Universal’s business agreement with Nintendo could be part of a future trend in theme parks. If the overall success of Harry Potter or any of the new attractions coming to Universal can tell you anything, it’s that innovative rides and detailed theming are the standards for the resort. With a very popular IP in Nintendo, Universal could potentially out do themselves with this expansion to their current resort. Nintendo is rumored to be placed in the current KidZone area of Universal Studios Florida and could potentially feature Mario and Donkey Kong. The library of content and characters that Nintendo has created is too large for one theme park land. In much the same way as Diagon Alley, Universal could extend the Nintendo IP into the new park as a phase 2 plan.
As previously mentioned, Universal needs reasons for guests to visit a new park. If Nintendo proves to be a commercial and critical success as Harry Potter was, then expanding it into a new park is a no brainer. What part of Nintendo would make sense for a future expansion? One character that seems to have been left out from any rumors of the current project is Zelda. A whole land dedicated to The Legend of Zelda not only would bring delight to fans of the franchise but would be different enough from Mario to stand on its own, just like Diagon Alley and Hogsmeade.
Classic Horror Film Monsters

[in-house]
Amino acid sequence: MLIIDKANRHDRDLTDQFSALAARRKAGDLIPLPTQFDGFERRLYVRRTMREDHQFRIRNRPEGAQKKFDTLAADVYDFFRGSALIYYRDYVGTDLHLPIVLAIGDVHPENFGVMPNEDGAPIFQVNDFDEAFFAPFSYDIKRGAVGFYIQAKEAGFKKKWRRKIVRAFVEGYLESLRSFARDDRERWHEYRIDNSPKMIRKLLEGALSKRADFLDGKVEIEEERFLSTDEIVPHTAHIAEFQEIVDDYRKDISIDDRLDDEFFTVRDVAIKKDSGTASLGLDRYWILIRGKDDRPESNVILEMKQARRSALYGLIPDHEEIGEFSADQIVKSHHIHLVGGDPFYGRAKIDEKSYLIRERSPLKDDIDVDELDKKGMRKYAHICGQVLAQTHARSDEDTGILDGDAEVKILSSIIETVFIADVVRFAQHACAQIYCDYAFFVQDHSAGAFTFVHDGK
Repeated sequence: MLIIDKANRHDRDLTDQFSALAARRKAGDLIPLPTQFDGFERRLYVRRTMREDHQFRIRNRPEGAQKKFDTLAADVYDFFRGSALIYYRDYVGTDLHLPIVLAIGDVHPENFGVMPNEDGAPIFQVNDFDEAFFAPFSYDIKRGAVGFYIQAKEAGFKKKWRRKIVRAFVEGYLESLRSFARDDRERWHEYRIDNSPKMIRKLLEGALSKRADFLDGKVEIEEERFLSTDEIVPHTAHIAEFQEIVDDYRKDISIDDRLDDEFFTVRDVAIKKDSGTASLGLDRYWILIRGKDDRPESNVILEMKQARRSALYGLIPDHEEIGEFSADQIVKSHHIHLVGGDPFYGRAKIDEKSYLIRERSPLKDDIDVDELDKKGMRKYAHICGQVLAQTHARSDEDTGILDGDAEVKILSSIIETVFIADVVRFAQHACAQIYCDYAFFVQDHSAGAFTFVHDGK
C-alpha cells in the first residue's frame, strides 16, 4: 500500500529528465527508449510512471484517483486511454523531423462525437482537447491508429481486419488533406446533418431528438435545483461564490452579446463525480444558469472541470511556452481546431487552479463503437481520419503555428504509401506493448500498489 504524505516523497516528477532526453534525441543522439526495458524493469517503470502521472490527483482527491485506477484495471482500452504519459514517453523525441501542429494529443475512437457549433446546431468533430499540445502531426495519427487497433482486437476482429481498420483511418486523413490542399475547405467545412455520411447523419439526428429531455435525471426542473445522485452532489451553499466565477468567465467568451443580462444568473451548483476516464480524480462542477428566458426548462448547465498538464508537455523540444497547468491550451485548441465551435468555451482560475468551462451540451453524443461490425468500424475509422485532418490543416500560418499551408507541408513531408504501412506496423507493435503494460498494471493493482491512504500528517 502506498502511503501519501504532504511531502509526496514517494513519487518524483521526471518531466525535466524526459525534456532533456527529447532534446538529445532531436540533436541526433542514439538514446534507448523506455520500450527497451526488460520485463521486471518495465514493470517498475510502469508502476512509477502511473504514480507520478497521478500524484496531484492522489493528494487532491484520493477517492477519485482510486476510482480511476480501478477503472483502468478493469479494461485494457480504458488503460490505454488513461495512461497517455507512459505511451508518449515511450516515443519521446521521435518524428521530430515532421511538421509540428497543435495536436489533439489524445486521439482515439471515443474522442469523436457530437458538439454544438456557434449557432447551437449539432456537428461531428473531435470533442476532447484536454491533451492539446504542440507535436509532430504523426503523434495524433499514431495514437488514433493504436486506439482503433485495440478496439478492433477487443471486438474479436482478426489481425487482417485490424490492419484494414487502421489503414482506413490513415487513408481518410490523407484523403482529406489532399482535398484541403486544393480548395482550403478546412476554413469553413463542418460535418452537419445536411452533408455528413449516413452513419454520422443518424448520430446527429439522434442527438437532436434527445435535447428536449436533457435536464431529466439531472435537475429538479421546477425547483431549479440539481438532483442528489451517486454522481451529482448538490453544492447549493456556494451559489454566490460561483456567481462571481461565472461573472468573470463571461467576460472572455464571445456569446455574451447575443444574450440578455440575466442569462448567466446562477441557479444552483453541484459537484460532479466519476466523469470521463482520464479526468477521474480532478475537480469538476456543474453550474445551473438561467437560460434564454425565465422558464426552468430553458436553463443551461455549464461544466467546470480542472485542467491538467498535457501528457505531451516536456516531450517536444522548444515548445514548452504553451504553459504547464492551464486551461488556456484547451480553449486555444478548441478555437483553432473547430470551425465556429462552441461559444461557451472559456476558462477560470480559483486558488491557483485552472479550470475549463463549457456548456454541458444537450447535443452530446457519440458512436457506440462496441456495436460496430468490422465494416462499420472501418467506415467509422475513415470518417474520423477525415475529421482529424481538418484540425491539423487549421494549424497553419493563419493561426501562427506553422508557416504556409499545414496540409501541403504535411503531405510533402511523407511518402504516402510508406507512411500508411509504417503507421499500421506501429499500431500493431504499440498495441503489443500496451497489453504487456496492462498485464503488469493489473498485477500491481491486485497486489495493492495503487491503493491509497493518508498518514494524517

As successful as IPs from other studios are to Universal, the parks backbone consists of properties they already own such as Jurassic Park, Back to the Future, Jaws etc. One franchise that has never been used for a full land is the classic horror film from the early to mid-1900’s. These films have some of the most recognizable monsters in movie history such as Frankenstein, Dracula, The Mummy, The Wolf Man, and the Creature From the Black Lagoon. Many characters from classic horror films have been seen throughout Halloween Horror Nights over the years and the current Revenge of The Mummy attraction is based on action-adventure rather than horror.
Many of the classic Universal monsters will still be relevant nearly one hundred years later thanks to a new set of films by Universal, rebooting all the characters to modern day. The first films in this connected universe (much like the Marvel Cinematic Universe) will be The Mummy starring Tom Cruise and the Invisible Man starring Johnny Depp. The star power in these two films alone should be enough to spark interest in this new series. If this new wave of horror films is successful, perhaps we can see a whole land dedicated to these monsters. It would offer something that none of the parks currently have (year round highly themed horror attractions/land) and could be a very unique world to visit.
These are just three of many potential IP’s we could see in a third park. In the future who knows what new franchise will pop up and become the most talked about in the world or what ideas Universal can come up with themselves. Either way, fans of the parks should certainly be excited for a very bright future for the resort. Follow Attraction Insight for updates on the future of the newly acquired land in Orlando.
DISCLAIMER: This article is tagged as a rumor. Please be aware that the information in this report can change or may not have been planned at all. Attraction Insight shall not be held accountable for the accuracy of any rumors.